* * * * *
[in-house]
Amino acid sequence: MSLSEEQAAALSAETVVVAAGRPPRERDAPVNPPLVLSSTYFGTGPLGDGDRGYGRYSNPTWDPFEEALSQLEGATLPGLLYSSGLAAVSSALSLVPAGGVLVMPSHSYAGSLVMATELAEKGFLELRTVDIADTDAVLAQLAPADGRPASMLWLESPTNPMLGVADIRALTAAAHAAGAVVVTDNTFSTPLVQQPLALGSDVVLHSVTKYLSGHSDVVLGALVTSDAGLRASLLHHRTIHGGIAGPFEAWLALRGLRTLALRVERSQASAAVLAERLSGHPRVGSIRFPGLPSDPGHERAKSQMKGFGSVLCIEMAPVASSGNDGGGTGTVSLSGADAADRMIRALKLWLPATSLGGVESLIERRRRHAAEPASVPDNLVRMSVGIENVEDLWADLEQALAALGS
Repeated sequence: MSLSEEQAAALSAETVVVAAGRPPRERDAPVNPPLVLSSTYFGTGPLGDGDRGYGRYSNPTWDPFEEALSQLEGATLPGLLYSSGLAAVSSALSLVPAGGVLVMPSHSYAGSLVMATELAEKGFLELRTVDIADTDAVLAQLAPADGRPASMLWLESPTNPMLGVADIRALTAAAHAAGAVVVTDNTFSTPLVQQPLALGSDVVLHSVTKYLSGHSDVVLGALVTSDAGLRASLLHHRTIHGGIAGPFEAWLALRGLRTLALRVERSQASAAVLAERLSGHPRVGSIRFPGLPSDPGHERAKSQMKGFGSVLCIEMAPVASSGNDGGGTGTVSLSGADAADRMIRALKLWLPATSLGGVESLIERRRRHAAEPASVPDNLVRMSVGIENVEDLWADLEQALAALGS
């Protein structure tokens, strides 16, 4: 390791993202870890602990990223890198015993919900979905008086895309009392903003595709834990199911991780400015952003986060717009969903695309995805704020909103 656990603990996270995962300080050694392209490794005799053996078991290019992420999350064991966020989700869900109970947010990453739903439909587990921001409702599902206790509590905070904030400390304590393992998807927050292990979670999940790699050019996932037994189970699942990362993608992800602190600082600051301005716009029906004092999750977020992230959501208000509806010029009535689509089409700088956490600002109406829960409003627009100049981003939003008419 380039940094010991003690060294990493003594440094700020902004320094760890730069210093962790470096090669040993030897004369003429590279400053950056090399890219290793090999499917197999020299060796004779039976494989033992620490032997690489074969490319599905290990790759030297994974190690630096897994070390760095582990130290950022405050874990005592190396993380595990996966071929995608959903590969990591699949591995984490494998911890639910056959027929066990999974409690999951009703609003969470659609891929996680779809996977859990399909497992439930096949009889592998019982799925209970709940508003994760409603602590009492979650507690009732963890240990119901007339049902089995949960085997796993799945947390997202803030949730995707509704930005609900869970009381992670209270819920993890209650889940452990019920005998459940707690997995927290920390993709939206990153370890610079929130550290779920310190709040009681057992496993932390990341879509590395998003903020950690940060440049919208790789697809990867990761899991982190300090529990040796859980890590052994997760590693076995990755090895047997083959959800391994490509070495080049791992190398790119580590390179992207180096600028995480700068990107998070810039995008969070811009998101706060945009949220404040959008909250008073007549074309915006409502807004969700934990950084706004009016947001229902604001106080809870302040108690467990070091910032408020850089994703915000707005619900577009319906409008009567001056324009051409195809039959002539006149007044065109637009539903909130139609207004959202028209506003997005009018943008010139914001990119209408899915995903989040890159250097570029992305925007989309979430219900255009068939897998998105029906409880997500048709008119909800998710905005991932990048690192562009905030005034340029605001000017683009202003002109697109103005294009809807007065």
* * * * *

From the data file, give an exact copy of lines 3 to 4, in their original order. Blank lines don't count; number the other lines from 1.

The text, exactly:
Repeated sequence: MSLSEEQAAALSAETVVVAAGRPPRERDAPVNPPLVLSSTYFGTGPLGDGDRGYGRYSNPTWDPFEEALSQLEGATLPGLLYSSGLAAVSSALSLVPAGGVLVMPSHSYAGSLVMATELAEKGFLELRTVDIADTDAVLAQLAPADGRPASMLWLESPTNPMLGVADIRALTAAAHAAGAVVVTDNTFSTPLVQQPLALGSDVVLHSVTKYLSGHSDVVLGALVTSDAGLRASLLHHRTIHGGIAGPFEAWLALRGLRTLALRVERSQASAAVLAERLSGHPRVGSIRFPGLPSDPGHERAKSQMKGFGSVLCIEMAPVASSGNDGGGTGTVSLSGADAADRMIRALKLWLPATSLGGVESLIERRRRHAAEPASVPDNLVRMSVGIENVEDLWADLEQALAALGS
């Protein structure tokens, strides 16, 4: 390791993202870890602990990223890198015993919900979905008086895309009392903003595709834990199911991780400015952003986060717009969903695309995805704020909103 656990603990996270995962300080050694392209490794005799053996078991290019992420999350064991966020989700869900109970947010990453739903439909587990921001409702599902206790509590905070904030400390304590393992998807927050292990979670999940790699050019996932037994189970699942990362993608992800602190600082600051301005716009029906004092999750977020992230959501208000509806010029009535689509089409700088956490600002109406829960409003627009100049981003939003008419 380039940094010991003690060294990493003594440094700020902004320094760890730069210093962790470096090669040993030897004369003429590279400053950056090399890219290793090999499917197999020299060796004779039976494989033992620490032997690489074969490319599905290990790759030297994974190690630096897994070390760095582990130290950022405050874990005592190396993380595990996966071929995608959903590969990591699949591995984490494998911890639910056959027929066990999974409690999951009703609003969470659609891929996680779809996977859990399909497992439930096949009889592998019982799925209970709940508003994760409603602590009492979650507690009732963890240990119901007339049902089995949960085997796993799945947390997202803030949730995707509704930005609900869970009381992670209270819920993890209650889940452990019920005998459940707690997995927290920390993709939206990153370890610079929130550290779920310190709040009681057992496993932390990341879509590395998003903020950690940060440049919208790789697809990867990761899991982190300090529990040796859980890590052994997760590693076995990755090895047997083959959800391994490509070495080049791992190398790119580590390179992207180096600028995480700068990107998070810039995008969070811009998101706060945009949220404040959008909250008073007549074309915006409502807004969700934990950084706004009016947001229902604001106080809870302040108690467990070091910032408020850089994703915000707005619900577009319906409008009567001056324009051409195809039959002539006149007044065109637009539903909130139609207004959202028209506003997005009018943008010139914001990119209408899915995903989040890159250097570029992305925007989309979430219900255009068939897998998105029906409880997500048709008119909800998710905005991932990048690192562009905030005034340029605001000017683009202003002109697109103005294009809807007065």